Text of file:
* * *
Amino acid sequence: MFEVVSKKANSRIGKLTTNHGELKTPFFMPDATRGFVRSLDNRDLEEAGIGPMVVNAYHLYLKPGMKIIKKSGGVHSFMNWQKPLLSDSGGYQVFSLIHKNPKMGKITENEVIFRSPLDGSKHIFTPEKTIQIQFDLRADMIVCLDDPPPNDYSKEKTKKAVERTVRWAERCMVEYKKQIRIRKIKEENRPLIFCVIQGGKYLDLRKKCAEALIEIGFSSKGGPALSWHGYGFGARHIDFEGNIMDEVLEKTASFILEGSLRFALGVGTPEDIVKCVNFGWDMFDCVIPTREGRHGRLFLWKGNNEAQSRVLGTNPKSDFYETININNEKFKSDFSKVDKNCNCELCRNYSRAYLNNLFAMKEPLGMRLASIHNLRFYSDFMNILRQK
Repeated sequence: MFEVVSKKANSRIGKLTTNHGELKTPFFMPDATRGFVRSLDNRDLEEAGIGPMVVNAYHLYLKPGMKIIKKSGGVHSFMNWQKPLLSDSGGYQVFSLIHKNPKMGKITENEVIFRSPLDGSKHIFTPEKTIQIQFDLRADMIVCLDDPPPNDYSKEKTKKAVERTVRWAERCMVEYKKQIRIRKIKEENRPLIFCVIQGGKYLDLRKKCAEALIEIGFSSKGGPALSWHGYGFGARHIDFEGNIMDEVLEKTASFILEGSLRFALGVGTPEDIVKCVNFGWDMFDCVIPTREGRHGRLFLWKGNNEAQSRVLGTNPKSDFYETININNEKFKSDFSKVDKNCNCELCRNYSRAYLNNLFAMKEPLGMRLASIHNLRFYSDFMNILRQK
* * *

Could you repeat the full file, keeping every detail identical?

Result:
Amino acid sequence: MFEVVSKKANSRIGKLTTNHGELKTPFFMPDATRGFVRSLDNRDLEEAGIGPMVVNAYHLYLKPGMKIIKKSGGVHSFMNWQKPLLSDSGGYQVFSLIHKNPKMGKITENEVIFRSPLDGSKHIFTPEKTIQIQFDLRADMIVCLDDPPPNDYSKEKTKKAVERTVRWAERCMVEYKKQIRIRKIKEENRPLIFCVIQGGKYLDLRKKCAEALIEIGFSSKGGPALSWHGYGFGARHIDFEGNIMDEVLEKTASFILEGSLRFALGVGTPEDIVKCVNFGWDMFDCVIPTREGRHGRLFLWKGNNEAQSRVLGTNPKSDFYETININNEKFKSDFSKVDKNCNCELCRNYSRAYLNNLFAMKEPLGMRLASIHNLRFYSDFMNILRQK
Repeated sequence: MFEVVSKKANSRIGKLTTNHGELKTPFFMPDATRGFVRSLDNRDLEEAGIGPMVVNAYHLYLKPGMKIIKKSGGVHSFMNWQKPLLSDSGGYQVFSLIHKNPKMGKITENEVIFRSPLDGSKHIFTPEKTIQIQFDLRADMIVCLDDPPPNDYSKEKTKKAVERTVRWAERCMVEYKKQIRIRKIKEENRPLIFCVIQGGKYLDLRKKCAEALIEIGFSSKGGPALSWHGYGFGARHIDFEGNIMDEVLEKTASFILEGSLRFALGVGTPEDIVKCVNFGWDMFDCVIPTREGRHGRLFLWKGNNEAQSRVLGTNPKSDFYETININNEKFKSDFSKVDKNCNCELCRNYSRAYLNNLFAMKEPLGMRLASIHNLRFYSDFMNILRQK